Minus the winter months of late December through early February, my family’s year is devoted to showing our dairy cows. We attend our local county fair every year, and depending on how our cows look, we could attend up to six other shows, going as far as Louisville, Ky.
My dad grew up showing Holsteins and Jerseys, and his sister
was a county dairy princess in 1978. My mom was heavily involved in the
Guernsey ring, being the Pennsylvania Guernsey queen in 1978 and a county dairy
princess in 1979. Ironically, my aunt crowned my mom as county princess.
And I continued their tradition, as the Pennsylvania Jersey
queen in 2004.
From my first day of life, I’ve spent nearly every day on a
dairy farm – from my father’s family farm, to working on other farms, and now
to living on my husband’s dairy farm.
I started my 4-H career at age 8 and my FFA career at age
14, having dairy projects in both. But my projects haven’t just been production
cows; they’ve been show cows too.
My animals are bred to milk first and show second. Milk is
what pays the bills, but showing is our way of having a little fun while
“displaying” our breeding program, and promoting the dairy industry at the same
I personally own more than 60 registered Holsteins, Jerseys,
and Red and Whites. Besides the two animals my husband and I purchased
together, all of the others are home-bred, a feat I’m very proud of. It makes
me even prouder to say that my home-bred genetics have won many local and
regional shows, and have placed in the top 10 of multiple state and national
Each spring, preparations begin with the selection of our
show string. Most years, our county fair is the first show of the season and
our “weed-out” show to help determine which animals should move on to other,
more competitive shows.
Typically, we’ll take between eight and 10 Jerseys for the
first half the week, bring them home, and replace them with eight to 10
Holsteins and Red and Whites. That means I have up to 20 animals that need to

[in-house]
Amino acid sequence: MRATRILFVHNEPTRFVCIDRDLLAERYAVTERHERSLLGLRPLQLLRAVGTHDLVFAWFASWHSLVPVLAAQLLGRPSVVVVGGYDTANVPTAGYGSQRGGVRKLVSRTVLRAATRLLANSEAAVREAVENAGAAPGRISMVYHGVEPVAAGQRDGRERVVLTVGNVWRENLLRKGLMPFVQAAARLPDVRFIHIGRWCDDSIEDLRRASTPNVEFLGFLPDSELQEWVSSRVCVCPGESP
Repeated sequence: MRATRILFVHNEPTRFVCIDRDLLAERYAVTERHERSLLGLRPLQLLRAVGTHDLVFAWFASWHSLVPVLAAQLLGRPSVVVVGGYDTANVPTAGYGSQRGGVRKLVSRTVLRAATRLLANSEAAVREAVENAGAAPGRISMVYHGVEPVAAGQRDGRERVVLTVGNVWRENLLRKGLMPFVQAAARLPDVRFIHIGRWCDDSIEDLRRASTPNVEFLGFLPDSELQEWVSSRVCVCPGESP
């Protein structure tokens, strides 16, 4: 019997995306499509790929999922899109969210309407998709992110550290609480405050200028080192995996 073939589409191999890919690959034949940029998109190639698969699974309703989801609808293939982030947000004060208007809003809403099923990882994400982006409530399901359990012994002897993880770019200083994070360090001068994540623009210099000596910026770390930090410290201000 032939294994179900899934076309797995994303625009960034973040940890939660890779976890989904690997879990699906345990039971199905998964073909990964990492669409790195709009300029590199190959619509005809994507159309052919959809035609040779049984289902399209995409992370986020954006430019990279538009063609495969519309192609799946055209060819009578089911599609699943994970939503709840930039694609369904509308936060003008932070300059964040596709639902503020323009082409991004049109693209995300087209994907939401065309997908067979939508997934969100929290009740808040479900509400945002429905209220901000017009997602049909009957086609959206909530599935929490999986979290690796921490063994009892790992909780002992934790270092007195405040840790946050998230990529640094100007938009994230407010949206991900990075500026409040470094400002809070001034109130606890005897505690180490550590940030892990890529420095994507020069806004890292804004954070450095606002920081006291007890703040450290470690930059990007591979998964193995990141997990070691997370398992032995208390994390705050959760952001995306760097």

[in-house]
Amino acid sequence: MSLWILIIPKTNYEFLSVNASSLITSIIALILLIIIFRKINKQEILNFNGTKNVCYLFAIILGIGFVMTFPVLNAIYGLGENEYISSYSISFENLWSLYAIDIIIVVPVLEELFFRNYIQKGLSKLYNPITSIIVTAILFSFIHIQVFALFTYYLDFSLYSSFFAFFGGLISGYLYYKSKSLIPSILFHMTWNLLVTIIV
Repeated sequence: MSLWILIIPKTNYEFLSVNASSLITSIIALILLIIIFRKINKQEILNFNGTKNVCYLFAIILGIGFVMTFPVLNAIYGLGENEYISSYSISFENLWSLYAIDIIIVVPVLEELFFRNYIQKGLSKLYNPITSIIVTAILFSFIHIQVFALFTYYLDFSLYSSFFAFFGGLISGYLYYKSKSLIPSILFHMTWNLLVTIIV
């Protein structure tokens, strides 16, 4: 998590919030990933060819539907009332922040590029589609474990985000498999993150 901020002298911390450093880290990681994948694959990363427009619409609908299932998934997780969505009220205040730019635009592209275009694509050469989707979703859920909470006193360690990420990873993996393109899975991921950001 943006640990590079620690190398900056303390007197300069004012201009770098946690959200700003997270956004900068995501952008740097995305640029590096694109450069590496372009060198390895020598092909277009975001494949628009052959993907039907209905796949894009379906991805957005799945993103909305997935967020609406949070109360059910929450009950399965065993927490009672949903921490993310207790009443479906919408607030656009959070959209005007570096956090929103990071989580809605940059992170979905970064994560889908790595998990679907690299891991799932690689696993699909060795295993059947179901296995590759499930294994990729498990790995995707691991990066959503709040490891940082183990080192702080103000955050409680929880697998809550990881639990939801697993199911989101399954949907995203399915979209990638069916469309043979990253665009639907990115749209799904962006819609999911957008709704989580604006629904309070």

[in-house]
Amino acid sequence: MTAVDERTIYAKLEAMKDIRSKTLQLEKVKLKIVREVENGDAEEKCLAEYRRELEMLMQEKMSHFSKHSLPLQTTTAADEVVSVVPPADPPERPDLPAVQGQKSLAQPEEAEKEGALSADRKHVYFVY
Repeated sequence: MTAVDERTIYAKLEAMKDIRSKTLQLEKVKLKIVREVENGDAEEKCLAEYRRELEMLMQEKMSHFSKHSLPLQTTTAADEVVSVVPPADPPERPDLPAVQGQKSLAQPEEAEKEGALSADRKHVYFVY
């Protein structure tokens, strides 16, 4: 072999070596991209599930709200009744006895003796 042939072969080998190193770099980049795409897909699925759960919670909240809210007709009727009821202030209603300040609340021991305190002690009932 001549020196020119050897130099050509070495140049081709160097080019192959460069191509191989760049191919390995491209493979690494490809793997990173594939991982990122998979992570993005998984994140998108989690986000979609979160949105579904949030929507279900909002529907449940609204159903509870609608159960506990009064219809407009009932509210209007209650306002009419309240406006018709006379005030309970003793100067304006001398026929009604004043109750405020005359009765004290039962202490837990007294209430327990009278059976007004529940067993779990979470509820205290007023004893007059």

be worked with.
That work isn’t exactly easy, and is very time consuming.
New calves need halter broke – first, get them used to a
rope halter; second, get them to walk beside me; third, get them to show
walk (basically learn how to show themselves off to on-lookers); fourth,
change from a rope halter to a leather show halter while still show walking;
fifth, bath time; sixth, hair-cut (a.k.a. clipping) time; seventh, repeat steps
four through seven.
Heifers and cows that have been shown before know what they
need to do and what to expect, but they still need to be worked with a few
times before the show just to remind them what’s going on.
There are years, like this one, that I have a 6-year-old cow
to show, and she hasn’t seen a ring since she was a calf. She needs a little
extra TLC to make sure she doesn’t try to plow me into the ground.
Most every evening in the summer is consumed with walking,
bathing and clipping show animals. And I’m not alone; my parents and husband do
a lot of the work too.
A few nights ago, I was walking a group of show calves. I
led three while my dad was entertaining my son.
When I got to the fourth, a little Jersey, my son decided
that he wanted to walk her. While the Jersey is very tame and would never
intentionally hurt him, my son is almost too fearless right now. Being a
typically overprotective new mom, I cautiously let him hold on to the end of
the halter strap while I walked between him and the calf, holding on to her
Some have given me grief for letting my son be so close to
cows (or mud or poop), but this was exactly the way I was raised and is exactly
the way I want my son to be. All went well and no one was injured, just an
excited little boy. A good evening in my book!
~ Jessica Rose Spangler, market editor